Aura Saarikoski’s exhibition works result from events that took place after a party three summers ago. On her way home, the artist wept in the embrace of a consoler. Staining the area over the heart, on the consoler’s shirt, were the remains of black mascara and tears. When no one washed the garment, it started to acquire new meanings. Saarikoski has used the stain on the shirt as a negative—reproducing it in the exhibition’s works and duplicating them onto purchasable t-shirts. Elsewhere in the gallery, hand-dyed t-shirts in different shades of grey carry texts from two narrators who alternate in illuminating the events from their perspectives. An intimate discussion starts to revolve around the stain, about the construction of a work of autofiction, its ethics, and a narrator’s influence throughout an evolving story.
In her work, Saarikoski reflects on; the sites of autobiographical work, whose voice is heard, whose role is to be a supporting character, and who is allowed to be the protagonist. Memories of events become blurred over time, and the story develops a life of its own, depending on who tells it. The exhibition conveys the subjective nature of narration, as any attempt to retell a meaningful experience is inevitably confined to a singular point of view. Behind Grey Mélange is a personal experience of grief, but just as central is the theme of consolation for the artist. The pieces make one consider how deeply meaningful it is to be able to lean on someone in the midst of sorrow. The stain on the shirt is a testimony of grief, comfort, care, and intimacy. But what happens when the personal is made public in the form of an artwork and is reproduced onto pieces of clothing that anyone can wear?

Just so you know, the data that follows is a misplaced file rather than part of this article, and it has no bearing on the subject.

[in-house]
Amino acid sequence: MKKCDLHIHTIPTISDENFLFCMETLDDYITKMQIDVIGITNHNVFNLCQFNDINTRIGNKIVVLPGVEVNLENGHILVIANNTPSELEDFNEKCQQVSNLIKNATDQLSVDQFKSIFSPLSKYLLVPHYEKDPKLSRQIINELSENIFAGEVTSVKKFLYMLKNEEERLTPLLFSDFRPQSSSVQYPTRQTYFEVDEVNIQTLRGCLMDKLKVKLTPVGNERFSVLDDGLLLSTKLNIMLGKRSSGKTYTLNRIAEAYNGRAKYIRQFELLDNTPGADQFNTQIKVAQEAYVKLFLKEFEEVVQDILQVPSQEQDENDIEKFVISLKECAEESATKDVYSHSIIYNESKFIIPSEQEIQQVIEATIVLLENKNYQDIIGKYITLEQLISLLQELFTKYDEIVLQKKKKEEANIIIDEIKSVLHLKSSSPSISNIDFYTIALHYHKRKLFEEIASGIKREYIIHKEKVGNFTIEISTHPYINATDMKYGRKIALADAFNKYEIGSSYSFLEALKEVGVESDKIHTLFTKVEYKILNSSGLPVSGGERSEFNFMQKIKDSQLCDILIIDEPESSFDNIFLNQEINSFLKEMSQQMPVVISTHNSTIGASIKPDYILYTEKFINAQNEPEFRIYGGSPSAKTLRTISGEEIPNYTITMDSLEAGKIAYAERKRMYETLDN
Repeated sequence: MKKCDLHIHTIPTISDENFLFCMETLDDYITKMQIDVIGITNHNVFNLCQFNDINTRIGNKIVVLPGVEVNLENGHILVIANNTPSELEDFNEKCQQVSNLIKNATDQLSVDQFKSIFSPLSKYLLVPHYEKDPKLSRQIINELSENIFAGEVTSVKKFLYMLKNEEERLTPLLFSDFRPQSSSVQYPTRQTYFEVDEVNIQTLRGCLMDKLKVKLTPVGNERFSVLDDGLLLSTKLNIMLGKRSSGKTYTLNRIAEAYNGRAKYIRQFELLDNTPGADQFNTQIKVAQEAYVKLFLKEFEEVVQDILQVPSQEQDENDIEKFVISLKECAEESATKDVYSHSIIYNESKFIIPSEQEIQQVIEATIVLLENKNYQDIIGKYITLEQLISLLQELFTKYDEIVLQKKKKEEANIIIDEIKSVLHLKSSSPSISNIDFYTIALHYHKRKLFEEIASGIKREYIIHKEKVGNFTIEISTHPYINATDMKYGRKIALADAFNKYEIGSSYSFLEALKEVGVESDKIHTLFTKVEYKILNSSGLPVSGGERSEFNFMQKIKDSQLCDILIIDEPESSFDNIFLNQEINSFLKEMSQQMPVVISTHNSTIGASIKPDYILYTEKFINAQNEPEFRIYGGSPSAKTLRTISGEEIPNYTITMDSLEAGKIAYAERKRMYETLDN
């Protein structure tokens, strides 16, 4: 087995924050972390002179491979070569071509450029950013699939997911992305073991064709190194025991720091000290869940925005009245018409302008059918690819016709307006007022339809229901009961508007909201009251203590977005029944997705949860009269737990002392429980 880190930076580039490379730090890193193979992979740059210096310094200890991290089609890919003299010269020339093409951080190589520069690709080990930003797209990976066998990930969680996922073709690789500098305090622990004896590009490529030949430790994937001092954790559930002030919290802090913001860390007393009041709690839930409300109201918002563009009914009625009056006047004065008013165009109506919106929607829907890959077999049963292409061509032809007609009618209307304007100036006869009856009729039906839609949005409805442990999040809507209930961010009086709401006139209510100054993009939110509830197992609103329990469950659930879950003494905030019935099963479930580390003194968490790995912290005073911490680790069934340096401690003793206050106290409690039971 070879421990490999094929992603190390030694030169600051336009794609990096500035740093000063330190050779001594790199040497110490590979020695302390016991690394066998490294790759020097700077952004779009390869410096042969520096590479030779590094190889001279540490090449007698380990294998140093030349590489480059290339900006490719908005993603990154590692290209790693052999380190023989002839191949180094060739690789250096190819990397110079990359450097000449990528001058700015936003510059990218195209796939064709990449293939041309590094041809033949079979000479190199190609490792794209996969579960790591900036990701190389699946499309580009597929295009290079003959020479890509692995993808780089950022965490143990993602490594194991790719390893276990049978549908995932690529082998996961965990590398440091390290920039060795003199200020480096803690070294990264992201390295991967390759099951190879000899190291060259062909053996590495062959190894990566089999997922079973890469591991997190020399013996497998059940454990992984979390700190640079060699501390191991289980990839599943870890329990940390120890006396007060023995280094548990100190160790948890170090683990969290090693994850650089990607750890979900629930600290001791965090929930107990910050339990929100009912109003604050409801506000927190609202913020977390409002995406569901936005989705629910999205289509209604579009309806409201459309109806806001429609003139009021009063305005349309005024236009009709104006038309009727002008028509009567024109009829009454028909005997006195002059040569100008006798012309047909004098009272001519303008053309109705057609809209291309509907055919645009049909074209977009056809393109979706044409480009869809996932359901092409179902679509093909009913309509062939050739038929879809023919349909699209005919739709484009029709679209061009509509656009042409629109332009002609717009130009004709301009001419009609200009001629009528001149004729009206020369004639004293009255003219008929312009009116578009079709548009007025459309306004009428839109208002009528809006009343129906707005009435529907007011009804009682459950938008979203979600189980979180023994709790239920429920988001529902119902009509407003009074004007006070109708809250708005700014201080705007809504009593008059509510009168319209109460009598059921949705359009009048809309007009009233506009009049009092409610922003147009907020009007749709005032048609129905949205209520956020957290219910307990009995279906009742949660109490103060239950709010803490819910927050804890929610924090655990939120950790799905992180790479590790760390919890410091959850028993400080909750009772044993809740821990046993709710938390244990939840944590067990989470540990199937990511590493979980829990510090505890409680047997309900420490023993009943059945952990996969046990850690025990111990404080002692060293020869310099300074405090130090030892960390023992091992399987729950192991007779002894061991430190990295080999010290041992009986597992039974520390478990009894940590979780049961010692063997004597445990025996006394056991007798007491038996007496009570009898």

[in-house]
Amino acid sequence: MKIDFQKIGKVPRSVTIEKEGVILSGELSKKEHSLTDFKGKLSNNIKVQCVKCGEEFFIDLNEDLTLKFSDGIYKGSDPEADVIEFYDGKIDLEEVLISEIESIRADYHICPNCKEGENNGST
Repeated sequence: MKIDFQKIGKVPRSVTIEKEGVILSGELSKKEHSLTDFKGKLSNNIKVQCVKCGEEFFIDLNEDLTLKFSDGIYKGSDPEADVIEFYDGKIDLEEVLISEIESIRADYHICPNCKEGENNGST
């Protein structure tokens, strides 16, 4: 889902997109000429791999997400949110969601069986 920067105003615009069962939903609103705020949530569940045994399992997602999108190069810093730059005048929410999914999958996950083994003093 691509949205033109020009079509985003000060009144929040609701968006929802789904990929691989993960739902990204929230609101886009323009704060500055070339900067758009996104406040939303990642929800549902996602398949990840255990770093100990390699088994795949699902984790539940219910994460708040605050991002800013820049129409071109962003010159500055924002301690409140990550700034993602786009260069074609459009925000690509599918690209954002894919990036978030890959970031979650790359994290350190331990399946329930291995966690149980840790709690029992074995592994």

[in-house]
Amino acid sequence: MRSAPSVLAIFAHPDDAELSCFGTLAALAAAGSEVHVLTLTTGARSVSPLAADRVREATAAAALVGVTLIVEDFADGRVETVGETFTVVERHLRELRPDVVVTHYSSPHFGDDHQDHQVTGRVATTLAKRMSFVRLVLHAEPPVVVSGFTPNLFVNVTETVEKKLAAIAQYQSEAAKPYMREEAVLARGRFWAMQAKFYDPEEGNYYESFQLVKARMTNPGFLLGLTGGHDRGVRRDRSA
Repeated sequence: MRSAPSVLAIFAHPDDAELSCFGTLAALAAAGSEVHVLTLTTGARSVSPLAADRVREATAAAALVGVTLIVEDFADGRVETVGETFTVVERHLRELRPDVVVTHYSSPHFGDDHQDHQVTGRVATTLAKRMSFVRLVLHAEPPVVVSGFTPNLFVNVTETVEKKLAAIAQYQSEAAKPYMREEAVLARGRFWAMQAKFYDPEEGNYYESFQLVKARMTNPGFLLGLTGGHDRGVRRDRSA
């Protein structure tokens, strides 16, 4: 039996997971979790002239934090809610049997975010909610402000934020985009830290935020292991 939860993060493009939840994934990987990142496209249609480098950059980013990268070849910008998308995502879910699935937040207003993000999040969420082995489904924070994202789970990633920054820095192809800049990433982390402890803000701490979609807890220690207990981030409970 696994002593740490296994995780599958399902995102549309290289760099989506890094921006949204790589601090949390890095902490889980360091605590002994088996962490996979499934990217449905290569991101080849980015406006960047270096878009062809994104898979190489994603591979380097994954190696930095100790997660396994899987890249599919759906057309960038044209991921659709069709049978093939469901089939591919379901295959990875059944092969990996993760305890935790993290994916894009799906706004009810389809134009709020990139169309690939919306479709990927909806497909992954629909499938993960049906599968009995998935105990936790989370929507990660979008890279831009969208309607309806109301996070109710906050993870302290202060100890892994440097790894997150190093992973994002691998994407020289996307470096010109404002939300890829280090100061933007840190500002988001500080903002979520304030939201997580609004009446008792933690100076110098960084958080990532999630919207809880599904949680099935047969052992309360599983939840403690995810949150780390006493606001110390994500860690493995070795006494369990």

Also on display is a light leak on black and white film, printed on silk like a landscape passing through shades of black and white. Combining elements familiar to her—autobiography, photography, and shades of grey—Aura Saarikoski forms connections with her previous works, in which she e.g. searches for the densest point of the fog. Materials related to the analogue photographic process appear in the exhibition. A traditional photographer’s tool, the Grey Card, which is used to neutralise the shades of a photograph to match the tonal world of a shooting situation, is magnified into a four-meter canvas print, which drapes unruly onto the floor of the gallery. However, the card, which the artist received from her father, has lost its reliability over time and is no longer a functional measuring instrument. In the context of the exhibition, its scale of greys reflect the many shades of grief.
Aura Saarikoski is a visual artist and writer from Helsinki. She graduated from the Turku Academy of Arts with a bachelor’s degree in photography in 2012 and from Aalto University with a master’s degree in photographic art in 2017. Currently, she is a doctoral student at Aalto University while also studying creative writing at Kriittinen Korkeakoulu (engl. The Critical College) in Helsinki. Saarikoski has held several solo exhibitions and participated in various group exhibitions. Saarikoski’s debut book Gray Days (Parvs 2020), which combines photography with essay writing, was awarded the Finnish Art Association’s Edvard Richter prize in 2020. Saarikoski’s essay on autofictional photographs will be published in a collection of essays on photography in April 2022 (ed. Hanna Weselius, publisher S&S). Aura Saarikoski previously held a solo exhibition at Hippolyte Studio in 2015.
The exhibition has been supported by Art Promotion Center Finland and the artist’s work by the Alfred Kordelin Foundation and the Linnamo Foundation.
Photographic Gallery Hippolyte
7–30 January 2022
image: Aura Saarikoski